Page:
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Total internal reflection fluorescence quantification of receptor pharmacology.

Fang Y - Biosensors (Basel) (2015)

Bottom Line: Total internal reflection fluorescence (TIRF) microscopy has been widely used as a single molecule imaging technique to study various fundamental aspects of cell biology, owing to its ability to selectively excite a very thin fluorescent volume immediately above the substrate on which the cells are grown.Inspired by the recent demonstration of label-free evanescent wave biosensors for cell phenotypic profiling and drug screening with high throughput, we had hypothesized and demonstrated that TIRF imaging is also amenable to receptor pharmacology profiling.This paper reviews key considerations and recent applications of TIRF imaging for pharmacology profiling.

View Article: PubMed Central - PubMed

Affiliation: Biochemical Technologies, Science and Technology Division, Corning Incorporated, Corning, NY 14831, USA. fangy2@corning.com.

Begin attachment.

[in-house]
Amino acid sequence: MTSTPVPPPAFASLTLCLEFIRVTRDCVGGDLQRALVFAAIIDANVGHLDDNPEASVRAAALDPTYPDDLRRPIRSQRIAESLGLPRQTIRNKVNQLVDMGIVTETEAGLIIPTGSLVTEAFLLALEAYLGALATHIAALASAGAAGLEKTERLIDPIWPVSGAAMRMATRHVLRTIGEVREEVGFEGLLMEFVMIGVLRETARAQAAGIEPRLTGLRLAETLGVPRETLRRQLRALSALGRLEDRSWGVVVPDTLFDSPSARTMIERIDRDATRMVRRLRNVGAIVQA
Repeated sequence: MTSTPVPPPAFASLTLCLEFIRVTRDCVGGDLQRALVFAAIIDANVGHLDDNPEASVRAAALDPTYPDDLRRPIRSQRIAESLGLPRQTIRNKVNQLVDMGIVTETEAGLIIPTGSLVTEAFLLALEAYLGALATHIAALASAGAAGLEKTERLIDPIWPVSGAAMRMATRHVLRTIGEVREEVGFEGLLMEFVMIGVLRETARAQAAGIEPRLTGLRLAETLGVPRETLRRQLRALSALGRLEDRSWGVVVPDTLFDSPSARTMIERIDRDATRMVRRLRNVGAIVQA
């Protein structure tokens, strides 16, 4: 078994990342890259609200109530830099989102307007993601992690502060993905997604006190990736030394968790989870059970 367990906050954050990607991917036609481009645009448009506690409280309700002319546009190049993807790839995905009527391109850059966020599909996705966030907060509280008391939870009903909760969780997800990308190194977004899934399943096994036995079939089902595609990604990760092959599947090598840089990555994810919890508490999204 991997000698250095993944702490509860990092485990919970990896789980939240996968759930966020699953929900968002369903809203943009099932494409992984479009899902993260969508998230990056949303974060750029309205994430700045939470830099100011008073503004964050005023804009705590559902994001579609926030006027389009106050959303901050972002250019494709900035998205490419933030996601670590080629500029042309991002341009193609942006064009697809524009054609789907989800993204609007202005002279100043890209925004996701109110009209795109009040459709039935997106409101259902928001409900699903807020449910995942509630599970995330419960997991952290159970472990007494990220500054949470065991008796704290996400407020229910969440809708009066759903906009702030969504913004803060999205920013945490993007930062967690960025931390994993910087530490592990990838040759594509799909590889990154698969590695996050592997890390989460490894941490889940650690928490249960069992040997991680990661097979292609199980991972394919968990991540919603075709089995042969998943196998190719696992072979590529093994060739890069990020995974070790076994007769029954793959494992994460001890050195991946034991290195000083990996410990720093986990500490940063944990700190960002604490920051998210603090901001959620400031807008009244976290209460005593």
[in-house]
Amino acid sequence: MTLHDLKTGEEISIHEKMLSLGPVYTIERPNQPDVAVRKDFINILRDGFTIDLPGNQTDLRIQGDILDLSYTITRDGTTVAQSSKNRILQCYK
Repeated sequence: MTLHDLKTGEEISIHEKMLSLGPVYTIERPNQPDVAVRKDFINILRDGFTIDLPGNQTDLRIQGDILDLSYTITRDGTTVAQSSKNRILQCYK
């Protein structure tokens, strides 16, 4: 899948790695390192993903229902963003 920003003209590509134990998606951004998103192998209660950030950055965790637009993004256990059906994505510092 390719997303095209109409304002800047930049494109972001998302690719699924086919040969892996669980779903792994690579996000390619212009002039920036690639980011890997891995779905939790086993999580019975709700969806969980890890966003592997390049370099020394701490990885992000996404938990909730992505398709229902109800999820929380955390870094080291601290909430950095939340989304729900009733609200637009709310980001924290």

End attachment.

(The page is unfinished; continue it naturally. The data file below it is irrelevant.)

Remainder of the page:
ABSTRACT
Total internal reflection fluorescence (TIRF) microscopy has been widely used as a single molecule imaging technique to study various fundamental aspects of cell biology, owing to its ability to selectively excite a very thin fluorescent volume immediately above the substrate on which the cells are grown. However, TIRF microscopy has found little use in high content screening due to its complexity in instrumental setup and experimental procedures. Inspired by the recent demonstration of label-free evanescent wave biosensors for cell phenotypic profiling and drug screening with high throughput, we had hypothesized and demonstrated that TIRF imaging is also amenable to receptor pharmacology profiling. This paper reviews key considerations and recent applications of TIRF imaging for pharmacology profiling.

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Related in: MedlinePlus